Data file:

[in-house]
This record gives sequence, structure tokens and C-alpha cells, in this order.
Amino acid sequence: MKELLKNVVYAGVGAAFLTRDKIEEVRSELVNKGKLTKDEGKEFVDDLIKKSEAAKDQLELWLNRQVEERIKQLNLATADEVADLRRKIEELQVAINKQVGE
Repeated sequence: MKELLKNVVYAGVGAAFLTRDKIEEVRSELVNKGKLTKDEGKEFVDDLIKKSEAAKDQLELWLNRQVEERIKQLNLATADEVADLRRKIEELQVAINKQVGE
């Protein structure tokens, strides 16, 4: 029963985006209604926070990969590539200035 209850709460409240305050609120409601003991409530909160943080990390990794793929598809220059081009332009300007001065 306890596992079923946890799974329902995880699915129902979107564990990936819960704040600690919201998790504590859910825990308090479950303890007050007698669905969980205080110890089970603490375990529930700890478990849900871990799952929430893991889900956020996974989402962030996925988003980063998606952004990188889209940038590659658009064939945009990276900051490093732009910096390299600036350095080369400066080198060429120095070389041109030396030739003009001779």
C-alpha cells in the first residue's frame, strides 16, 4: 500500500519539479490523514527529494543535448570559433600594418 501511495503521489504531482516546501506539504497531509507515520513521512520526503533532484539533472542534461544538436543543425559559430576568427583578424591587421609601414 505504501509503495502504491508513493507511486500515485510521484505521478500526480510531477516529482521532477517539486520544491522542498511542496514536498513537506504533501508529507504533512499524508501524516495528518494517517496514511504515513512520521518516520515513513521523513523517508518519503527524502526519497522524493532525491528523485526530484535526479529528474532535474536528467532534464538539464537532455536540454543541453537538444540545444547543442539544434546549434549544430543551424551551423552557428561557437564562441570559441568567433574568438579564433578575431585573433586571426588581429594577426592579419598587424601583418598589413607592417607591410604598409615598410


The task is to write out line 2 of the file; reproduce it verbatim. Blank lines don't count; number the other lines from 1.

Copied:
This record gives sequence, structure tokens and C-alpha cells, in this order.